Table 2: Timeline of significant finding in estrus synchronization and superovulation in the goats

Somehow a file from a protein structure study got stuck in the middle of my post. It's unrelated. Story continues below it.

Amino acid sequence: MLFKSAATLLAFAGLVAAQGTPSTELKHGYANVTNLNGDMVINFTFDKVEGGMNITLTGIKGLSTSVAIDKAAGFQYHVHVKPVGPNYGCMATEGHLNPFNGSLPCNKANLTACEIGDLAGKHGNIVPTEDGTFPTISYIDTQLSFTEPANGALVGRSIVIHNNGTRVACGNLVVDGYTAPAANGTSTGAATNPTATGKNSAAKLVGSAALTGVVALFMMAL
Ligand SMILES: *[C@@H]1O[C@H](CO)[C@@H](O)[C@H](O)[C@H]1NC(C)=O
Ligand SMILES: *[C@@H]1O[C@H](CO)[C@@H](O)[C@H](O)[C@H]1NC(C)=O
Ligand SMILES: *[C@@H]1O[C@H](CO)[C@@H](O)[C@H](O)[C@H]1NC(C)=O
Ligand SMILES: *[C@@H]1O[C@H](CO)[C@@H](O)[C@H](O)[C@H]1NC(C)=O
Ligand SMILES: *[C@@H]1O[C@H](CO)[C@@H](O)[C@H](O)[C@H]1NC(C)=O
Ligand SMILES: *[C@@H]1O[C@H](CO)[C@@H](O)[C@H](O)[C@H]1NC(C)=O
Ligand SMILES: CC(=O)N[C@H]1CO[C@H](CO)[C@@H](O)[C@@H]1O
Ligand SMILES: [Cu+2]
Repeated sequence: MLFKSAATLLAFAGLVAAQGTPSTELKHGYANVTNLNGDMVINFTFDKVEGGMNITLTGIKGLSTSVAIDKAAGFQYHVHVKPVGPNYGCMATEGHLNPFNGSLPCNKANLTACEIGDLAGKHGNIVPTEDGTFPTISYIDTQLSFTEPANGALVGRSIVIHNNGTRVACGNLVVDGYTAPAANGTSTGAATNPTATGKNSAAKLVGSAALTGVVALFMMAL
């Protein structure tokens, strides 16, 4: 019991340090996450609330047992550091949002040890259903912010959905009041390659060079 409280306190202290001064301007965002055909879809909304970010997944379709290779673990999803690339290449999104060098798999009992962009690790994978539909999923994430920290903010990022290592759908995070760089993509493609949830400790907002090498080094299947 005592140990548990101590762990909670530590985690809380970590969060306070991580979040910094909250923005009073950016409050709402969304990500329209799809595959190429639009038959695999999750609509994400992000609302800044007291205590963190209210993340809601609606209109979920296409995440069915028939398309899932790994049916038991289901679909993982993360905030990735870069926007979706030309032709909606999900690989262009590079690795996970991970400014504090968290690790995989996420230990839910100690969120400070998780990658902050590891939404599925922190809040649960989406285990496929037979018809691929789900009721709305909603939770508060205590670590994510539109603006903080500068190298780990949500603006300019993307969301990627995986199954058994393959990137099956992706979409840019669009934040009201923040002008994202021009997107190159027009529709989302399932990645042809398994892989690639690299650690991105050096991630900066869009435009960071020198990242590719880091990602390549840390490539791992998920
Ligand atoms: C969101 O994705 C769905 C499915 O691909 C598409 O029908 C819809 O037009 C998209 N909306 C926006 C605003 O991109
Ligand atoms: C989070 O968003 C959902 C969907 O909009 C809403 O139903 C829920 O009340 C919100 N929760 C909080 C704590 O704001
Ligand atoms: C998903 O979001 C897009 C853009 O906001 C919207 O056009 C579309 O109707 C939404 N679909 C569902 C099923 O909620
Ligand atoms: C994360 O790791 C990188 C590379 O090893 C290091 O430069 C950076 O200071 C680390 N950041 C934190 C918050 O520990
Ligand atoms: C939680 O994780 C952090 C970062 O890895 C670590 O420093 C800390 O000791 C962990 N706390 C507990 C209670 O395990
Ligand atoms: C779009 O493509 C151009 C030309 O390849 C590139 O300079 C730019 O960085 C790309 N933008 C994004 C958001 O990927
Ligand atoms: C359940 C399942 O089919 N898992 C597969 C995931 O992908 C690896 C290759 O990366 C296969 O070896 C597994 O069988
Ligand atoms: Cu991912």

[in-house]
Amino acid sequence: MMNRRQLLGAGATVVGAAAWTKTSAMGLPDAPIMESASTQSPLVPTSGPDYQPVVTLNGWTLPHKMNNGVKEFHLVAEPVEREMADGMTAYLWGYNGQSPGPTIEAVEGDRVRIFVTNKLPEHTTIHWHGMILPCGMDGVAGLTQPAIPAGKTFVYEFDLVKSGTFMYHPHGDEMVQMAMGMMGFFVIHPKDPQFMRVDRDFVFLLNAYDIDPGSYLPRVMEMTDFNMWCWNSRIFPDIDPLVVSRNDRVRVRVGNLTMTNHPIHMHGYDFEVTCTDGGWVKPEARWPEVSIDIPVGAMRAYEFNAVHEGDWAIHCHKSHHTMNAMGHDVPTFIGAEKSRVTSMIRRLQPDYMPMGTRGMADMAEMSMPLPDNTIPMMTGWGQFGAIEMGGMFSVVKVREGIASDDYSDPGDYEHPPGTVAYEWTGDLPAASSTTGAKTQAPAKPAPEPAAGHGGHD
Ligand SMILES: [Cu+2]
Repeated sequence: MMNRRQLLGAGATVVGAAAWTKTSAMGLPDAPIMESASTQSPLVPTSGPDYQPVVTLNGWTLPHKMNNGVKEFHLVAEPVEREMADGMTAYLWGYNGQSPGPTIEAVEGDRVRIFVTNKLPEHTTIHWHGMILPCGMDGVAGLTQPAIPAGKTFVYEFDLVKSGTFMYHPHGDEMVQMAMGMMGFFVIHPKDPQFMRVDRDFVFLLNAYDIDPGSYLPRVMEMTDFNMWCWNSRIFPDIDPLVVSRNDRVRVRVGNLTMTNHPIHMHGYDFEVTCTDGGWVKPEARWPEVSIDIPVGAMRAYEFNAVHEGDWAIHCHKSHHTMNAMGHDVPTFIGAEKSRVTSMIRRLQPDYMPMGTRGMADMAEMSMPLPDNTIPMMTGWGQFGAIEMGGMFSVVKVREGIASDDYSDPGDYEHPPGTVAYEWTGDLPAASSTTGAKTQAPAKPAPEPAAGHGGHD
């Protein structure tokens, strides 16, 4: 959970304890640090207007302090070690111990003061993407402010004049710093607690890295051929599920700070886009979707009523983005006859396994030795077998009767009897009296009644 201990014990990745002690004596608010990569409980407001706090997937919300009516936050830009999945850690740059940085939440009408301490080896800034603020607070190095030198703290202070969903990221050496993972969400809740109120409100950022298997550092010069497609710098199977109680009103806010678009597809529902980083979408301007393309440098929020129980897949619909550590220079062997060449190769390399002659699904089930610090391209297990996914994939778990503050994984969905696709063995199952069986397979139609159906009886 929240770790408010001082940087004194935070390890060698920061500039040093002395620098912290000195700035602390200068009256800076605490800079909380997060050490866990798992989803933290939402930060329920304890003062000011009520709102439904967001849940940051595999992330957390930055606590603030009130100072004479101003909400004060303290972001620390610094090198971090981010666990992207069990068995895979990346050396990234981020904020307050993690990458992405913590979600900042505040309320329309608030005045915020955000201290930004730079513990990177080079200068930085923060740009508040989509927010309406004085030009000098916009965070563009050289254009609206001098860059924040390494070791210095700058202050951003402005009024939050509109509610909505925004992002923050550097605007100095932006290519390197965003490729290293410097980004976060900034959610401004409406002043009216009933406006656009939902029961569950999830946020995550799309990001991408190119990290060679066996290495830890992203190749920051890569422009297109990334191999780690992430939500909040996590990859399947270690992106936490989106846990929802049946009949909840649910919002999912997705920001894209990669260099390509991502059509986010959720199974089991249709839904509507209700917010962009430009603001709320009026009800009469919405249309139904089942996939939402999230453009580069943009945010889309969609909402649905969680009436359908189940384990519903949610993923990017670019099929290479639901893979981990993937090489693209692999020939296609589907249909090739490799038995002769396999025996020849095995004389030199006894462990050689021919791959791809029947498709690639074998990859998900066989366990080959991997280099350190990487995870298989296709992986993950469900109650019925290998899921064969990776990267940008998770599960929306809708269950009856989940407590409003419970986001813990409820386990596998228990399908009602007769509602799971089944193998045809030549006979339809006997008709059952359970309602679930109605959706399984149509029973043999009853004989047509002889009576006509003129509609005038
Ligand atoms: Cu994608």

Most superovulatory treatments are cumbersome and expensive and, over and above, accompanied by endocrine repercussions that take one or more subsequent cycles to subside (Holtz, 2005). Therefore, several attempts have been made to devise less labor-intensive treatment regimes without compromising oocyte or embryo yield. By applying a one shot-treatment regimen consisting of a single dose of FSH combined with a moderate dose of eCG (e.g., 60-80 mg FSH and 300IU eCG), Batt et al. (1993), Baldassarre et al. (2002, 2003), Baldassarre et al. (2007) and Gibbons et al. (2007) almost equaled the oocyte or embryo yield obtained with the traditional multiple injection regimen. The simplicity of this treatment is appealing. Of all the superovulation protocols in use to date, not a single one fulfils all expectations concerning predictability and reliability of the response. The variability in number of ovulations and yield of viable oocytes or embryos remains the main drawback (Holtz, 2005). Both intrinsic and extrinsic factors are responsible for the variability. Among the intrinsic factors, genetic (Nuti et al., 1987), age (Mahmood et al., 1991) and stage of the cycle at which the treatment applied (Wani et al., 1990) are important. A host of environmental factors such as season, nutrition, health state, AI (Holtz, 2005) and type of gonadotrophin administered (Gordon, 1997) are known to contribute to that variability. Therefore, vigorous research efforts are directed for the establishment of suitable superovulation regimes to augment the develoment of LOPU, ET and associated technologies based on them.